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Cloudflare has confirmed an outage that briefly left web users unable to access millions of internet sites across the globe on 2 July was caused by a rogue software update, and not a distributed denial of service (DDoS) attack against its network.
The outage resulted in web users encountering 502 “bad gateway” errors when trying to access sites that rely on Cloudflare’s content delivery and network security to keep them up and running.
This in turn prompted speculation that the firm had suffered a sizeable DDoS attack against its network, despite early assurances from various members of its senior management team that it was an internal infrastructure failing behind it all.
In a blog post released in the wake of the outage, the content delivery service’s chief technology officer, John Graham-Cumming, said the cause was a “bad software deploy” creating a “massive spike” in CPU utilisation across its network.
“Once rolled back, the service returned to normal operation and all domains using Cloudflare returned to normal traffic levels,” wrote Graham-Cumming.
Several hours later, the firm released a more comprehensive drilldown into the specifics of the incident, where the “bad software deploy” was revealed to be a single misconfigured rule within the wider Cloudflare Web Application Firewall during a routine update procedure.
These updates are regularly undertaken by the Cloudflare team to protect its clients’ websites from new and emerging internet security threats. The process is reliant on the automatic roll out of new managed rules on a regular basis, and it is here where the outage originated.
“These rules were being deployed in a simulated mode where issues are identified and logged by the new rule, but no customer traffic is actually blocked so that we can measure false positive rates and ensure that the new rules do not cause problems when they are deployed into full production,” the blog post continued.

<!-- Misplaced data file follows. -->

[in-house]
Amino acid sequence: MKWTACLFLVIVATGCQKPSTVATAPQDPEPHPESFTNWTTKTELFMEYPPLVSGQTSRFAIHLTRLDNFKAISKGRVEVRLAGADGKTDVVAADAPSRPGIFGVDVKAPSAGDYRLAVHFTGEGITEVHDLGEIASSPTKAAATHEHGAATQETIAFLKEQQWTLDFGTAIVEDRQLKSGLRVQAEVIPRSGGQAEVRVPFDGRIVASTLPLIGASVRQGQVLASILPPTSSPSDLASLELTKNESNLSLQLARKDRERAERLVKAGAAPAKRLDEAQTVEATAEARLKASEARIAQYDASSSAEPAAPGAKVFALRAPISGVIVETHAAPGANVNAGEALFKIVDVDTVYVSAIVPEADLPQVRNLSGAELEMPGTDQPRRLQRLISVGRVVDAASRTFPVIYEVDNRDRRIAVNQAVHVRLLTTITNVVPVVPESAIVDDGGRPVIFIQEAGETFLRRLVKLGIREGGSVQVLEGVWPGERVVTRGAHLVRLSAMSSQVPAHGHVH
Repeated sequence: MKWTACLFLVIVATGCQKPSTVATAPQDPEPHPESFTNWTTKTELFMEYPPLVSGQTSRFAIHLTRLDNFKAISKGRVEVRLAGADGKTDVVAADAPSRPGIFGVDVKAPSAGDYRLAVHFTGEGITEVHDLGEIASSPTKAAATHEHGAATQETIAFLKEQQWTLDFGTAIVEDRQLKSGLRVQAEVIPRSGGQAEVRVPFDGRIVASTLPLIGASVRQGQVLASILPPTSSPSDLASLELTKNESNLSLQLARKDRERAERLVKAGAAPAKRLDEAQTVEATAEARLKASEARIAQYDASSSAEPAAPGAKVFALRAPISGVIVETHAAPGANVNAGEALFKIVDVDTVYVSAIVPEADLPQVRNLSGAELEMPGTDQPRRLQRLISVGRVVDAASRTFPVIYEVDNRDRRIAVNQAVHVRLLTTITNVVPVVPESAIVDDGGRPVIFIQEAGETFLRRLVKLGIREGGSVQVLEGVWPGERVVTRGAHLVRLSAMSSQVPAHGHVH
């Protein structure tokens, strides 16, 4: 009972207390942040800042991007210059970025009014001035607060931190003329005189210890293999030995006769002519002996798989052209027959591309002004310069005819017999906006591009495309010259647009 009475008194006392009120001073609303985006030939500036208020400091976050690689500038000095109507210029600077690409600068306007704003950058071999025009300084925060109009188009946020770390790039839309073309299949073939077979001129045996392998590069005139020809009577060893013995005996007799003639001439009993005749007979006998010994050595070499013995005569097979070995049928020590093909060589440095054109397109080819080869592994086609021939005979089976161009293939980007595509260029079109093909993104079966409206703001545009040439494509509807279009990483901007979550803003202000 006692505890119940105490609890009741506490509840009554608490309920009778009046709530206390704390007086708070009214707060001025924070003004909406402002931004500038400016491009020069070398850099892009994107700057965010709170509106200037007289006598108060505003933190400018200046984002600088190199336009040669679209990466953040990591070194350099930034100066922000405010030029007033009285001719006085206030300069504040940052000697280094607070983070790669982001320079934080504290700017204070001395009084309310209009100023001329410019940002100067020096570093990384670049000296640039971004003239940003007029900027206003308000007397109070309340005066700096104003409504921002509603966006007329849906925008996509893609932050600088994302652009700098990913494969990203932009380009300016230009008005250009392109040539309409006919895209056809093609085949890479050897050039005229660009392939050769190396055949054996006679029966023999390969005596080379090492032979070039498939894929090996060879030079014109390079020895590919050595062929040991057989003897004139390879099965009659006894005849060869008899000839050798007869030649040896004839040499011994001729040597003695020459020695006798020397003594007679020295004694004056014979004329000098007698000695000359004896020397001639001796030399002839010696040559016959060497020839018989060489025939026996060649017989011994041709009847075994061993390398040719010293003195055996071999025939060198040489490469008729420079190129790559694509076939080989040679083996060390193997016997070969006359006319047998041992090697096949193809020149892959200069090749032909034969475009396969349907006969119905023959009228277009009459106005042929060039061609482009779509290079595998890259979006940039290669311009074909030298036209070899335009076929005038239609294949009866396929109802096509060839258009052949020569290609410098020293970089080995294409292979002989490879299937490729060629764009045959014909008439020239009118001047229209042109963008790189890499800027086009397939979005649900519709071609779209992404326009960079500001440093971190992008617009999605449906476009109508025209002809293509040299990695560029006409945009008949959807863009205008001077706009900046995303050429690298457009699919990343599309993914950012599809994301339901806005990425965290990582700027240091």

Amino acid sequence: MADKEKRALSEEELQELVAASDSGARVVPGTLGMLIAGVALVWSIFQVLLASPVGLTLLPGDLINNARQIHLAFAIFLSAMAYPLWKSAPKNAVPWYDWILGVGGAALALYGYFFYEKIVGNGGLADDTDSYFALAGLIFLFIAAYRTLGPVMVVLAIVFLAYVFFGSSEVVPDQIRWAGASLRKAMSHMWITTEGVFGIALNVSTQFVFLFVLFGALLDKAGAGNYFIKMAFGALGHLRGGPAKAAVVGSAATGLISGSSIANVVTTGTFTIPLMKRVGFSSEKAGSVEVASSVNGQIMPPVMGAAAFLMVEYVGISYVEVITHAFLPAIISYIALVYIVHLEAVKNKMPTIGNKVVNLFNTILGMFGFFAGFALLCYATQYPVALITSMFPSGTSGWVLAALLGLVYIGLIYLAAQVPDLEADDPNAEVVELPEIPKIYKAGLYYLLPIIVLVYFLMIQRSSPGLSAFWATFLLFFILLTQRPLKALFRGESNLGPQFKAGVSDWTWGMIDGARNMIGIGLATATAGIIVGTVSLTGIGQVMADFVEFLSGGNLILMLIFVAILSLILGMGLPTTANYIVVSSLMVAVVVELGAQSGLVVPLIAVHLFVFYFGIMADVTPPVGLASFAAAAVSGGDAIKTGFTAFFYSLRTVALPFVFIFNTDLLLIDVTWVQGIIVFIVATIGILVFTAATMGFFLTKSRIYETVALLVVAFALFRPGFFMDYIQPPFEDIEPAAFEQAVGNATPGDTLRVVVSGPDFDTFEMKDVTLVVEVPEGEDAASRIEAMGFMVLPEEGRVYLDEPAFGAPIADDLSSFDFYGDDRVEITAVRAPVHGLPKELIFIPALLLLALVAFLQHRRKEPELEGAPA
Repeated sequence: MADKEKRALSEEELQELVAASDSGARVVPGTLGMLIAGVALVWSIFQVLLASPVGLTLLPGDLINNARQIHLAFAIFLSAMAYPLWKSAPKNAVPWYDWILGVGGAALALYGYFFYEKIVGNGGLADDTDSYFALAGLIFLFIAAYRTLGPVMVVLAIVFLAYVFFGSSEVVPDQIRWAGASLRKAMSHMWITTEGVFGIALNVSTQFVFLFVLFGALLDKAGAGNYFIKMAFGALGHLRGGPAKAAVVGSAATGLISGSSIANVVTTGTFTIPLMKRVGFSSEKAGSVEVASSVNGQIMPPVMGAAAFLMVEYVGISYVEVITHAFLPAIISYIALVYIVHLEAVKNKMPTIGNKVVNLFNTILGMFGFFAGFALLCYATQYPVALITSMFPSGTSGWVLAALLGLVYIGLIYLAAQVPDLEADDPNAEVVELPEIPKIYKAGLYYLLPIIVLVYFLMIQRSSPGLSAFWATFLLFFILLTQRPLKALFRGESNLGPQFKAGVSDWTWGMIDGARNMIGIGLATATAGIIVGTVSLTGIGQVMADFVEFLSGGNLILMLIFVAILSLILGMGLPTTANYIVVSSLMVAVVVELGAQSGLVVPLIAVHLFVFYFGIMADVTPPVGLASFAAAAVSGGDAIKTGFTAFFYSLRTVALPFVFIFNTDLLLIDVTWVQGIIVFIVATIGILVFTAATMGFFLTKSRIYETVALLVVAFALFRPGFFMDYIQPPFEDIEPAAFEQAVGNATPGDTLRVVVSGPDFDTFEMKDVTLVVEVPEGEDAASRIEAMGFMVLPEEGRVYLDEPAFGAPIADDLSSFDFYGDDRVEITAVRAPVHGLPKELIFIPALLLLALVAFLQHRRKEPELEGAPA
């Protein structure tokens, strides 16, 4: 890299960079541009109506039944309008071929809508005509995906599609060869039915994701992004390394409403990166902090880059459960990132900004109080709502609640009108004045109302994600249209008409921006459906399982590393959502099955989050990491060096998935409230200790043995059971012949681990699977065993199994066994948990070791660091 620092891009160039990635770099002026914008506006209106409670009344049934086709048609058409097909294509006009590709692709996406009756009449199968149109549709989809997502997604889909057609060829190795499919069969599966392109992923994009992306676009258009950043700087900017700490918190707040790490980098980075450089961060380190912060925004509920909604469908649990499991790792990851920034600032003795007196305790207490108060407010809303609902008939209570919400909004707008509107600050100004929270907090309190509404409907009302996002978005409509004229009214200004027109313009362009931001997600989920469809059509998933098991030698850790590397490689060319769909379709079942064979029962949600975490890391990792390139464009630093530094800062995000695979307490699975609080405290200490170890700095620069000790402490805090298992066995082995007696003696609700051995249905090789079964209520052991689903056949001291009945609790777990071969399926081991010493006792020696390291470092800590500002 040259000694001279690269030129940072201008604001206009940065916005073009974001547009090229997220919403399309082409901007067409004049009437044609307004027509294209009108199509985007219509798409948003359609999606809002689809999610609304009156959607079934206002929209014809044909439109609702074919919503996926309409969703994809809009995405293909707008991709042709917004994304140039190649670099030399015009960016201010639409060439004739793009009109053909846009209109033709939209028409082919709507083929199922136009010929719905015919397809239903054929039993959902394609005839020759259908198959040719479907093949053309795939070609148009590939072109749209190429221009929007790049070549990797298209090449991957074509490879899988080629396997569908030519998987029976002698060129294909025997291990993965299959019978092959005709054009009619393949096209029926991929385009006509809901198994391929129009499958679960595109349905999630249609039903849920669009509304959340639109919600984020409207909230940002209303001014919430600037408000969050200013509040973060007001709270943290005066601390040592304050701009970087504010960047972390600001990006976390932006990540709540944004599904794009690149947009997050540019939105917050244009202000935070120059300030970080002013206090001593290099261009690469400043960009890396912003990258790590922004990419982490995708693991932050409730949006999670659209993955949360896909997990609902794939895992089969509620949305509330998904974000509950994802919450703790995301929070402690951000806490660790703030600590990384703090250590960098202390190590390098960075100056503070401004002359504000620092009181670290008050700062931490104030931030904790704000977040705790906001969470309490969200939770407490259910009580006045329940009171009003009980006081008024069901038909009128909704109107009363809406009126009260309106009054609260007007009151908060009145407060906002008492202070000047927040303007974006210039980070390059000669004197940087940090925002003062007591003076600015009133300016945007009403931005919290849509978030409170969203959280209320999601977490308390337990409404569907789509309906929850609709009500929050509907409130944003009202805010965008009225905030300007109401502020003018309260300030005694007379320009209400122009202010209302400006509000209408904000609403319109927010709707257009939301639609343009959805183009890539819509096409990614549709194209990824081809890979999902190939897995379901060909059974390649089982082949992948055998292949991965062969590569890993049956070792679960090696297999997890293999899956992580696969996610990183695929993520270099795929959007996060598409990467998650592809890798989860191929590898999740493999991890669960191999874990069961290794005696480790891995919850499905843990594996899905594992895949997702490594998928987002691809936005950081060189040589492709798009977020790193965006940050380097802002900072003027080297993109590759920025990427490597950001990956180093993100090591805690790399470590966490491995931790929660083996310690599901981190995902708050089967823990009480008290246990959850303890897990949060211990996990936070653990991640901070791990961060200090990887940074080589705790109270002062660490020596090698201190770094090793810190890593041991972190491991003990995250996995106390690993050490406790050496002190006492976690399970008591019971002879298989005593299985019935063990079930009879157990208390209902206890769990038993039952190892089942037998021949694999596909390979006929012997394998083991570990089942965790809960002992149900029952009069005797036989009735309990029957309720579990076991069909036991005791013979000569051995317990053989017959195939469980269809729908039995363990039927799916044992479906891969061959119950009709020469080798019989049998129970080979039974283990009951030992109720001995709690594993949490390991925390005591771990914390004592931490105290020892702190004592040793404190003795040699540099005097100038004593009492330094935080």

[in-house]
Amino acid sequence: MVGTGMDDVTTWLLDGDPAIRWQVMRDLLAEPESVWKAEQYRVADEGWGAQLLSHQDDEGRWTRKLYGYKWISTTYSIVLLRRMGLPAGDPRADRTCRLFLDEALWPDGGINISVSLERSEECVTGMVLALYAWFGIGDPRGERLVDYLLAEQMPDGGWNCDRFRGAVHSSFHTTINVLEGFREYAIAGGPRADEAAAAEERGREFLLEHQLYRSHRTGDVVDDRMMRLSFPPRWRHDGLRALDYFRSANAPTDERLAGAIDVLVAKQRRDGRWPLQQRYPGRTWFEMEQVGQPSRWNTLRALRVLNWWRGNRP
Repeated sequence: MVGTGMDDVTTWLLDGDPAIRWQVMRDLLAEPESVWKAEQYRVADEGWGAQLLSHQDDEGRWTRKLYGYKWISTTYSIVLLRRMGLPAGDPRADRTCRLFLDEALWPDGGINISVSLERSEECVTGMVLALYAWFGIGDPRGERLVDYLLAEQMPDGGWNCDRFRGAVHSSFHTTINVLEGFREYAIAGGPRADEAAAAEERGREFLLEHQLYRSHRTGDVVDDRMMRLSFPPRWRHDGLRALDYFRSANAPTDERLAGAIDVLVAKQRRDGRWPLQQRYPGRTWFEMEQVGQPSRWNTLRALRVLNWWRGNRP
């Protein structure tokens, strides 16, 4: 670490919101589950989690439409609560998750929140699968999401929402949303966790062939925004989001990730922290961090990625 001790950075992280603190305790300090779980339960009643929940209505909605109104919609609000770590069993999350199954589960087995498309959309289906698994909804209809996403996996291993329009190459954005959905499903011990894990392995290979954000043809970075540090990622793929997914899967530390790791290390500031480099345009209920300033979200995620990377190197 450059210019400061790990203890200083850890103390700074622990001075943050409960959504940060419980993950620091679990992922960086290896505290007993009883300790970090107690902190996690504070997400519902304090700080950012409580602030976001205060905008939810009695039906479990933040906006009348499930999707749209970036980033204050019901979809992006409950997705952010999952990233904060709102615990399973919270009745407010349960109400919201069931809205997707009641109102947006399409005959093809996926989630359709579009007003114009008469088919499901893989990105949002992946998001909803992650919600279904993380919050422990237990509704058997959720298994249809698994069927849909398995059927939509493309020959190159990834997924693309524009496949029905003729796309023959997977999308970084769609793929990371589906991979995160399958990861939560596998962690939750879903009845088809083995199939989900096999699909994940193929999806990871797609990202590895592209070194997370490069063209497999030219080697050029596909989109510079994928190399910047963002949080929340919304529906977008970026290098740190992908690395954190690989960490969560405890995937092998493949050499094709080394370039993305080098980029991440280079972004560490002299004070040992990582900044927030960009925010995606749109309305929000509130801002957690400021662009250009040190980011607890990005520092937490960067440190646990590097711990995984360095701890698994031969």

“Unfortunately, one of these rules contained a regular expression that caused CPU to spike to 100% on our machines worldwide. This 100% CPU spike caused the 502 errors that our customers saw. At its worst, traffic dropped by 82%.”
The incident underpinning the outage lasted about 30 minutes in total, the blog confirmed, and the reason why the routine update went rogue this time is due to how the deployment was approached at scale.
“We make software deployments constantly across the network and have automated systems to run test suites and a procedure for deploying progressively to prevent incidents. Unfortunately, these [web application firewall] rules were deployed globally in one go and caused today’s outage,” the post states.
“We recognise that an incident like this is very painful for our customers. Our testing processes were insufficient in this case and we are reviewing and making changes to our testing and deployment process to avoid incidents like this in the future.”
Read more about cloud outages
- A joint report by Lloyd’s of London and AIR Worldwide reveals the financial disruption a three to six-day cloud outage could cause to US-based businesses.
- A power outage affecting one of Amazon Web Services’ (AWS) largest US datacentre regions reportedly knocked hundreds of online services offline across the world on Friday 2 March.